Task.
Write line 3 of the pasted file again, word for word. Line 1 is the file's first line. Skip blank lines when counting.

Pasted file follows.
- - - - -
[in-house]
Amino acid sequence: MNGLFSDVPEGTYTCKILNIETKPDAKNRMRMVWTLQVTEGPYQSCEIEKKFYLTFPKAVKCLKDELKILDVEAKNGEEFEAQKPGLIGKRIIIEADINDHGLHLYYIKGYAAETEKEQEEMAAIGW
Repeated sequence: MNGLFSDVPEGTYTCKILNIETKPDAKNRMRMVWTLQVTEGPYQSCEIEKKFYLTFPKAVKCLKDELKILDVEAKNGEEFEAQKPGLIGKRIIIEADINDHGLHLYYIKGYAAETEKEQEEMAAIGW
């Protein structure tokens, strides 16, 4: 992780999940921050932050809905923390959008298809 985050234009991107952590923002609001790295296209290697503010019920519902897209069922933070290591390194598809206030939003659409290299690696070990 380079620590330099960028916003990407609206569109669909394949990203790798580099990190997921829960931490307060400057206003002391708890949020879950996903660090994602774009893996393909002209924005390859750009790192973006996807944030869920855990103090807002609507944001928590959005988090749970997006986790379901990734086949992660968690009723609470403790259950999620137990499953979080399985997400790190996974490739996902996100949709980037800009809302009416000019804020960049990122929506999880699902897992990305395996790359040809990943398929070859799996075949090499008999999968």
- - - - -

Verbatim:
Repeated sequence: MNGLFSDVPEGTYTCKILNIETKPDAKNRMRMVWTLQVTEGPYQSCEIEKKFYLTFPKAVKCLKDELKILDVEAKNGEEFEAQKPGLIGKRIIIEADINDHGLHLYYIKGYAAETEKEQEEMAAIGW